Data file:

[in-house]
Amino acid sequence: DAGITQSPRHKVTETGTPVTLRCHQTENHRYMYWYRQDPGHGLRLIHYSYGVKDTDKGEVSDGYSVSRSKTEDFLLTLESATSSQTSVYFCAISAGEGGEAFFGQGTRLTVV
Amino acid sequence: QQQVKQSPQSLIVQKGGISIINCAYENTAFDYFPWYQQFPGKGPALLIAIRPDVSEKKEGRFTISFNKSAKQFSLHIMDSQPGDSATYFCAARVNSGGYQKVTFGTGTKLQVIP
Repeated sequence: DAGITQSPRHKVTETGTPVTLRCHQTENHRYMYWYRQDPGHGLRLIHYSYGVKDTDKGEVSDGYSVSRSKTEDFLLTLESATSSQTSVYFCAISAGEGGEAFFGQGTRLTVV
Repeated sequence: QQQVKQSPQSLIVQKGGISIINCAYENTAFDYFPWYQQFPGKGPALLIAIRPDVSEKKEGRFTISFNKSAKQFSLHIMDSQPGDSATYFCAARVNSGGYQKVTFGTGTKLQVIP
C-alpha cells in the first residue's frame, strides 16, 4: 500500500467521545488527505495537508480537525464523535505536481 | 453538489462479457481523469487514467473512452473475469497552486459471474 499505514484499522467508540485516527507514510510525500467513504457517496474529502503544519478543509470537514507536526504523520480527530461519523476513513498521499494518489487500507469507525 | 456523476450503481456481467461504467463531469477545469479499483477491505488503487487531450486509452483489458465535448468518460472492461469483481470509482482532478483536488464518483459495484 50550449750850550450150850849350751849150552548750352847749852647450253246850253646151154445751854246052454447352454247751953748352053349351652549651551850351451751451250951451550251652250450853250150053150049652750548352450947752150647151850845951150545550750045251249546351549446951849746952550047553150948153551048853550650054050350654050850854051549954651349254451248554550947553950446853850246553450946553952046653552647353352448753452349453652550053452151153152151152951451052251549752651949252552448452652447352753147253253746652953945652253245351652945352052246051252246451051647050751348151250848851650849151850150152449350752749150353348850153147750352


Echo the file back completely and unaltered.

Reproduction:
[in-house]
Amino acid sequence: DAGITQSPRHKVTETGTPVTLRCHQTENHRYMYWYRQDPGHGLRLIHYSYGVKDTDKGEVSDGYSVSRSKTEDFLLTLESATSSQTSVYFCAISAGEGGEAFFGQGTRLTVV
Amino acid sequence: QQQVKQSPQSLIVQKGGISIINCAYENTAFDYFPWYQQFPGKGPALLIAIRPDVSEKKEGRFTISFNKSAKQFSLHIMDSQPGDSATYFCAARVNSGGYQKVTFGTGTKLQVIP
Repeated sequence: DAGITQSPRHKVTETGTPVTLRCHQTENHRYMYWYRQDPGHGLRLIHYSYGVKDTDKGEVSDGYSVSRSKTEDFLLTLESATSSQTSVYFCAISAGEGGEAFFGQGTRLTVV
Repeated sequence: QQQVKQSPQSLIVQKGGISIINCAYENTAFDYFPWYQQFPGKGPALLIAIRPDVSEKKEGRFTISFNKSAKQFSLHIMDSQPGDSATYFCAARVNSGGYQKVTFGTGTKLQVIP
C-alpha cells in the first residue's frame, strides 16, 4: 500500500467521545488527505495537508480537525464523535505536481 | 453538489462479457481523469487514467473512452473475469497552486459471474 499505514484499522467508540485516527507514510510525500467513504457517496474529502503544519478543509470537514507536526504523520480527530461519523476513513498521499494518489487500507469507525 | 456523476450503481456481467461504467463531469477545469479499483477491505488503487487531450486509452483489458465535448468518460472492461469483481470509482482532478483536488464518483459495484 50550449750850550450150850849350751849150552548750352847749852647450253246850253646151154445751854246052454447352454247751953748352053349351652549651551850351451751451250951451550251652250450853250150053150049652750548352450947752150647151850845951150545550750045251249546351549446951849746952550047553150948153551048853550650054050350654050850854051549954651349254451248554550947553950446853850246553450946553952046653552647353352448753452349453652550053452151153152151152951451052251549752651949252552448452652447352753147253253746652953945652253245351652945352052246051252246451051647050751348151250848851650849151850150152449350752749150353348850153147750352